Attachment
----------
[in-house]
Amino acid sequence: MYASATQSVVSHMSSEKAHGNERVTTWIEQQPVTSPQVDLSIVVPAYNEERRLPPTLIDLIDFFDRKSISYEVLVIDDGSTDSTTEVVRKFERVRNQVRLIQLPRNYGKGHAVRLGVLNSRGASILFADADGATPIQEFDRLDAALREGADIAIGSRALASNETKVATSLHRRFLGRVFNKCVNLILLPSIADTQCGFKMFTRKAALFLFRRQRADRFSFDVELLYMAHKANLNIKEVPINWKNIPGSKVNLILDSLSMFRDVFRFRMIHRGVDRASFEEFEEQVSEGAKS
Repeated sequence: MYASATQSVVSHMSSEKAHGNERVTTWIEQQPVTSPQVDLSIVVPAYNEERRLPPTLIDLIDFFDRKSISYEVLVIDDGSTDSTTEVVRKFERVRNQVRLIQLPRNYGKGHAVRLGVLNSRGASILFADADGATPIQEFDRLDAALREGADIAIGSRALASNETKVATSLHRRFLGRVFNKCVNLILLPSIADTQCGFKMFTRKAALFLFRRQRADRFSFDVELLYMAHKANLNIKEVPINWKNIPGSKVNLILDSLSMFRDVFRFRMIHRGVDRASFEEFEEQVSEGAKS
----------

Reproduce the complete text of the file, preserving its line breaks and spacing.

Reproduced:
[in-house]
Amino acid sequence: MYASATQSVVSHMSSEKAHGNERVTTWIEQQPVTSPQVDLSIVVPAYNEERRLPPTLIDLIDFFDRKSISYEVLVIDDGSTDSTTEVVRKFERVRNQVRLIQLPRNYGKGHAVRLGVLNSRGASILFADADGATPIQEFDRLDAALREGADIAIGSRALASNETKVATSLHRRFLGRVFNKCVNLILLPSIADTQCGFKMFTRKAALFLFRRQRADRFSFDVELLYMAHKANLNIKEVPINWKNIPGSKVNLILDSLSMFRDVFRFRMIHRGVDRASFEEFEEQVSEGAKS
Repeated sequence: MYASATQSVVSHMSSEKAHGNERVTTWIEQQPVTSPQVDLSIVVPAYNEERRLPPTLIDLIDFFDRKSISYEVLVIDDGSTDSTTEVVRKFERVRNQVRLIQLPRNYGKGHAVRLGVLNSRGASILFADADGATPIQEFDRLDAALREGADIAIGSRALASNETKVATSLHRRFLGRVFNKCVNLILLPSIADTQCGFKMFTRKAALFLFRRQRADRFSFDVELLYMAHKANLNIKEVPINWKNIPGSKVNLILDSLSMFRDVFRFRMIHRGVDRASFEEFEEQVSEGAKS